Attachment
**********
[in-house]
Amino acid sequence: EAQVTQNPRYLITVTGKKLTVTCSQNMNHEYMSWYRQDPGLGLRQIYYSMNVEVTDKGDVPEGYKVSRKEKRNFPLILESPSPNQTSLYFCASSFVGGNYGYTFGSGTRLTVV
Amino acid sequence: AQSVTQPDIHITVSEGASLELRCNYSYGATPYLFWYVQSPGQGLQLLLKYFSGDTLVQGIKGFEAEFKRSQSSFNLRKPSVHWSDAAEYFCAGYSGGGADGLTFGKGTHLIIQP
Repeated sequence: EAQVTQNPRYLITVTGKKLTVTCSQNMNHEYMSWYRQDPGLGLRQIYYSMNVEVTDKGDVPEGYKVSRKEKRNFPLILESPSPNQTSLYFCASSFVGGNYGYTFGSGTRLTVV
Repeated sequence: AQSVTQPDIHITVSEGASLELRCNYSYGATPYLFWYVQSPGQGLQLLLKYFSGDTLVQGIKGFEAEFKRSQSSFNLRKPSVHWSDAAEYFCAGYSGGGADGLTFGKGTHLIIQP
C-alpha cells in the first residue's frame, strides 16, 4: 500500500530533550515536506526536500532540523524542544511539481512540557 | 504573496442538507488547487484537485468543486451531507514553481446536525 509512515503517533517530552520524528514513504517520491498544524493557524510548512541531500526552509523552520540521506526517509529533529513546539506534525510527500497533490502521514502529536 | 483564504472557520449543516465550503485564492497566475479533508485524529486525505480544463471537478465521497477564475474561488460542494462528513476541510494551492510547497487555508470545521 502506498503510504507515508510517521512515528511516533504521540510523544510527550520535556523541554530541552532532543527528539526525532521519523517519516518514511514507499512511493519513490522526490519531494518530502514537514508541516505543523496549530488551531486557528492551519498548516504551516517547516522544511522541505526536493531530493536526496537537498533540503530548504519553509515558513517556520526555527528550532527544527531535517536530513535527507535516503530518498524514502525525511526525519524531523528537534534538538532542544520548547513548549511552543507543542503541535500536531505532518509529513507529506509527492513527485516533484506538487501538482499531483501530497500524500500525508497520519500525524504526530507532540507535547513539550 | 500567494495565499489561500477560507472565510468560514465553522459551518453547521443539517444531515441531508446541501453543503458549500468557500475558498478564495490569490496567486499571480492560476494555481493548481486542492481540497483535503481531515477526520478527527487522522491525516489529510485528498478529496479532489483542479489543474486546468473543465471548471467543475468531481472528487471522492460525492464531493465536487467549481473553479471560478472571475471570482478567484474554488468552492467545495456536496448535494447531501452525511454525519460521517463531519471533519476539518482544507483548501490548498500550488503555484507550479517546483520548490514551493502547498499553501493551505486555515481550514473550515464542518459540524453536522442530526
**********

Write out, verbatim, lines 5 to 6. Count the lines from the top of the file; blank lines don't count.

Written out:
Repeated sequence: AQSVTQPDIHITVSEGASLELRCNYSYGATPYLFWYVQSPGQGLQLLLKYFSGDTLVQGIKGFEAEFKRSQSSFNLRKPSVHWSDAAEYFCAGYSGGGADGLTFGKGTHLIIQP
C-alpha cells in the first residue's frame, strides 16, 4: 500500500530533550515536506526536500532540523524542544511539481512540557 | 504573496442538507488547487484537485468543486451531507514553481446536525 509512515503517533517530552520524528514513504517520491498544524493557524510548512541531500526552509523552520540521506526517509529533529513546539506534525510527500497533490502521514502529536 | 483564504472557520449543516465550503485564492497566475479533508485524529486525505480544463471537478465521497477564475474561488460542494462528513476541510494551492510547497487555508470545521 502506498503510504507515508510517521512515528511516533504521540510523544510527550520535556523541554530541552532532543527528539526525532521519523517519516518514511514507499512511493519513490522526490519531494518530502514537514508541516505543523496549530488551531486557528492551519498548516504551516517547516522544511522541505526536493531530493536526496537537498533540503530548504519553509515558513517556520526555527528550532527544527531535517536530513535527507535516503530518498524514502525525511526525519524531523528537534534538538532542544520548547513548549511552543507543542503541535500536531505532518509529513507529506509527492513527485516533484506538487501538482499531483501530497500524500500525508497520519500525524504526530507532540507535547513539550 | 500567494495565499489561500477560507472565510468560514465553522459551518453547521443539517444531515441531508446541501453543503458549500468557500475558498478564495490569490496567486499571480492560476494555481493548481486542492481540497483535503481531515477526520478527527487522522491525516489529510485528498478529496479532489483542479489543474486546468473543465471548471467543475468531481472528487471522492460525492464531493465536487467549481473553479471560478472571475471570482478567484474554488468552492467545495456536496448535494447531501452525511454525519460521517463531519471533519476539518482544507483548501490548498500550488503555484507550479517546483520548490514551493502547498499553501493551505486555515481550514473550515464542518459540524453536522442530526